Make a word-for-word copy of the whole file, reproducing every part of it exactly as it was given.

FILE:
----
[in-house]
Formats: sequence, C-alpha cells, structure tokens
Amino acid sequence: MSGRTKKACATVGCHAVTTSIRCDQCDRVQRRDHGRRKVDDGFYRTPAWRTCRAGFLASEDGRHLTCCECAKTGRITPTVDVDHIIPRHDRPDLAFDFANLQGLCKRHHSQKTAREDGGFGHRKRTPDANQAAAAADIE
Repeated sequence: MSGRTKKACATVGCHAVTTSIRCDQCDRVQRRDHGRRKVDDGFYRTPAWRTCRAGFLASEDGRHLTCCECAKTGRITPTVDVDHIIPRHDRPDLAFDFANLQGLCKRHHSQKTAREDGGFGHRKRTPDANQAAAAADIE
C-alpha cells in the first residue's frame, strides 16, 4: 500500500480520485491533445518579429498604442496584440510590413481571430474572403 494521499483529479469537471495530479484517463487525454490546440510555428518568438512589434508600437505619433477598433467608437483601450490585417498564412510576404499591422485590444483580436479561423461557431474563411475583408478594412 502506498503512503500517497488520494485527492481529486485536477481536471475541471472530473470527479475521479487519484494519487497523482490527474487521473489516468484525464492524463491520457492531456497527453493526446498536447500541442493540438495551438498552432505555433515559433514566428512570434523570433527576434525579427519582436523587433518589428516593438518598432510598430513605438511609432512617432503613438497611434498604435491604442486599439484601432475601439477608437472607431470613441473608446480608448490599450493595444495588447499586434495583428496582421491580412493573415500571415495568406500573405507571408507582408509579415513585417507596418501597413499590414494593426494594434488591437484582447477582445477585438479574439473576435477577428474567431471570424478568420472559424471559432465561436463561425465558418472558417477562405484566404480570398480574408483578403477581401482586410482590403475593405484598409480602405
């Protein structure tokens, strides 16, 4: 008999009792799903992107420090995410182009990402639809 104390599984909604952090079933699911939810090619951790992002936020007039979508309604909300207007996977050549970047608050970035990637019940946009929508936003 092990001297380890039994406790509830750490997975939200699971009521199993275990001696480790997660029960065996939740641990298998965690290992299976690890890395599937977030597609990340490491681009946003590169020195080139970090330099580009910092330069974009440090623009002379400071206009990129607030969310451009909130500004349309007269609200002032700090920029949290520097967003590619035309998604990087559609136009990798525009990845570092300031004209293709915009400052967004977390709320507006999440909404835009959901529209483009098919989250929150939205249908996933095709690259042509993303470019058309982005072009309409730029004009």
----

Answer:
[in-house]
Formats: sequence, C-alpha cells, structure tokens
Amino acid sequence: MSGRTKKACATVGCHAVTTSIRCDQCDRVQRRDHGRRKVDDGFYRTPAWRTCRAGFLASEDGRHLTCCECAKTGRITPTVDVDHIIPRHDRPDLAFDFANLQGLCKRHHSQKTAREDGGFGHRKRTPDANQAAAAADIE
Repeated sequence: MSGRTKKACATVGCHAVTTSIRCDQCDRVQRRDHGRRKVDDGFYRTPAWRTCRAGFLASEDGRHLTCCECAKTGRITPTVDVDHIIPRHDRPDLAFDFANLQGLCKRHHSQKTAREDGGFGHRKRTPDANQAAAAADIE
C-alpha cells in the first residue's frame, strides 16, 4: 500500500480520485491533445518579429498604442496584440510590413481571430474572403 494521499483529479469537471495530479484517463487525454490546440510555428518568438512589434508600437505619433477598433467608437483601450490585417498564412510576404499591422485590444483580436479561423461557431474563411475583408478594412 502506498503512503500517497488520494485527492481529486485536477481536471475541471472530473470527479475521479487519484494519487497523482490527474487521473489516468484525464492524463491520457492531456497527453493526446498536447500541442493540438495551438498552432505555433515559433514566428512570434523570433527576434525579427519582436523587433518589428516593438518598432510598430513605438511609432512617432503613438497611434498604435491604442486599439484601432475601439477608437472607431470613441473608446480608448490599450493595444495588447499586434495583428496582421491580412493573415500571415495568406500573405507571408507582408509579415513585417507596418501597413499590414494593426494594434488591437484582447477582445477585438479574439473576435477577428474567431471570424478568420472559424471559432465561436463561425465558418472558417477562405484566404480570398480574408483578403477581401482586410482590403475593405484598409480602405
């Protein structure tokens, strides 16, 4: 008999009792799903992107420090995410182009990402639809 104390599984909604952090079933699911939810090619951790992002936020007039979508309604909300207007996977050549970047608050970035990637019940946009929508936003 092990001297380890039994406790509830750490997975939200699971009521199993275990001696480790997660029960065996939740641990298998965690290992299976690890890395599937977030597609990340490491681009946003590169020195080139970090330099580009910092330069974009440090623009002379400071206009990129607030969310451009909130500004349309007269609200002032700090920029949290520097967003590619035309998604990087559609136009990798525009990845570092300031004209293709915009400052967004977390709320507006999440909404835009959901529209483009098919989250929150939205249908996933095709690259042509993303470019058309982005072009309409730029004009």